Donald W. Blount: Hard hits take toll — The trailer for the movie “Concussion” was released. In the movie, to be released Christmas Day, Will Smith portrays Bennet Omalu, now chief medical examiner for San Joaquin County, in his fight against the NFL. Blount column in Stockton Record

For California, last year’s West Nile season was worst ever – West Nile virus hit California harder than ever last year, with a record 561 cases of neuroinvasive disease — the most serious types of the illness — reported from the mosquito-borne virus, according to federal health data released Thursday. KQED report 

Moving company will help you leave an abusive partner for free – Central Coast-based Meathead Movers, a company founded in 1997 by student athletes, this week said it has partnered with domestic violence-prevention nonprofit Good Shepherd to help move people out of such situations.  LA Weekly article


Other areas

Expensive or not, Maxwell racks up lots of ‘referrals’ – Downtown’s Terry Maxwell was recently branded Bakersfield’s most expensive city councilman. By one measure, you could argue he definitely keeps City Hall busy. Maxwell, targeted for his alleged costliness by former Congressman Bill Thomas, has made more than four times as many tracked referrals to staff than any of his council colleagues since being sworn in 32 months ago. Bakersfield Californian article

Building community around The Table – The Table Community Foundation, founded by Tyronne Gross Jr., is intended to be a place of culture and charisma, of arts and athletics, and, mostly, of structure and permanence. Stockton Record article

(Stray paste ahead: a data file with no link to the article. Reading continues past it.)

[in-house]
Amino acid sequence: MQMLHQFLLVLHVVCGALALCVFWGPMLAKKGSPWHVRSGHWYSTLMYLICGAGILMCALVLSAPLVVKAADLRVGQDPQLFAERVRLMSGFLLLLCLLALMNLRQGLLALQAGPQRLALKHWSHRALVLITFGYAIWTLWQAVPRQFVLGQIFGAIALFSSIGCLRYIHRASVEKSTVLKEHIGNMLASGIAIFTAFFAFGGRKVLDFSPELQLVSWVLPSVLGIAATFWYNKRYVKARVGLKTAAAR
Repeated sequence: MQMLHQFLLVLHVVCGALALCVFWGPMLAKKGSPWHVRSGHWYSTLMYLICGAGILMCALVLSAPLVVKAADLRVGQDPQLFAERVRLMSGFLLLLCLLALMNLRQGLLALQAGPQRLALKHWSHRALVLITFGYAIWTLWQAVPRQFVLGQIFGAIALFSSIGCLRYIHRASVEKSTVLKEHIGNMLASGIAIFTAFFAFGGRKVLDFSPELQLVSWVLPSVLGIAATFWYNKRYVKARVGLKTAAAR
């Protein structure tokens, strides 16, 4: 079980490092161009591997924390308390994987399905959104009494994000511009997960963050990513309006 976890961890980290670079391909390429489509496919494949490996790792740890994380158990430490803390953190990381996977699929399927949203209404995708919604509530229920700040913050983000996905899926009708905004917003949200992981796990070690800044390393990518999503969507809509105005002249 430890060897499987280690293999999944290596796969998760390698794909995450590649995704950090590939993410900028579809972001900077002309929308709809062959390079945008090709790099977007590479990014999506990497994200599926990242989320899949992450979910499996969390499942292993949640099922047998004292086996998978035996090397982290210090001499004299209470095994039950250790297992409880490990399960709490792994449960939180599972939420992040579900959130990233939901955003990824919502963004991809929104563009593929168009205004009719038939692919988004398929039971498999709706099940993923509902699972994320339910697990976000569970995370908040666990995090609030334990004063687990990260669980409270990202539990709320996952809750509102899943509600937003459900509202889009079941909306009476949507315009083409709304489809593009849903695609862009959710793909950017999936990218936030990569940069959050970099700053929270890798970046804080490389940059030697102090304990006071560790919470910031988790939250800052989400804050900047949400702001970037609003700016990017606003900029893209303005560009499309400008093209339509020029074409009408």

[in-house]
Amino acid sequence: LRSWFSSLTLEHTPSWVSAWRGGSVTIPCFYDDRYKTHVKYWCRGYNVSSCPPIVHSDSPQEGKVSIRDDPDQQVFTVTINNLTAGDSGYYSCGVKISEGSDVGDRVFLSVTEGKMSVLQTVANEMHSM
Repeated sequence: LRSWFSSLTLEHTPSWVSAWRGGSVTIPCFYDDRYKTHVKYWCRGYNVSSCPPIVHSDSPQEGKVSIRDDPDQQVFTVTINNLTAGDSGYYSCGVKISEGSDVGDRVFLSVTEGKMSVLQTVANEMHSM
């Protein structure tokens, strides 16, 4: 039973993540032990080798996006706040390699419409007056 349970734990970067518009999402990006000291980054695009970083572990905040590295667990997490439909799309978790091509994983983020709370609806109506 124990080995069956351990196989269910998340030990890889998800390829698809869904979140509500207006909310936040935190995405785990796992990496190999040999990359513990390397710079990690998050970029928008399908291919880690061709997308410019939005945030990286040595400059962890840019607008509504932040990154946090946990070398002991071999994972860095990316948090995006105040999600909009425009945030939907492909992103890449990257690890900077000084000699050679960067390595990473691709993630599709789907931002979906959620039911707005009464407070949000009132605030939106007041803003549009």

Mike Klocke: Willie Douglas made a difference – You can tell a lot about a person by his or her self-description. This is how the Rev. Willie Douglas referred to himself: “Servant/Representative of The Higher Authority (God).” Klocke in Stockton Record

Lorraine Person, long-time educator and elder abuse advocate, dies — Lorraine Person learned the value of hard work growing up on a farm in Madera. Her family was poor; she made her own dresses out of leftover flour sacks. She took an avid interest in education, first by pushing herself through college by age 19 and then through tireless efforts to teach others as a teacher and elder rights advocate in the central San Joaquin Valley for more than 70 years. Fresno Bee article 

Jeff Jardine: Two sons, two accidents, two grieving Valley mothers looking to honor them — Their mothers want to honor them and help others honor their children as well. They’ve decided to collect toys to take to needy and ailing children, making the collections and deliveries in their sons’ names. Jardine column in Modesto Bee


Valley Editorial Roundup

Fresno Bee – Our goal should be to reduce police-action shootings and to keep police officers safe. We can do both. But neither will happen until both sides can agree on the facts of the problem, ratchet down the rhetoric and start working in the same direction on solutions.

Sacramento Bee – Our goal should be to reduce police-action shootings to keep police officers safe. We can do both. But neither will happen until both sides can agree on the facts of the problem, ratchet down the rhetoric and start working in the same direction on solutions.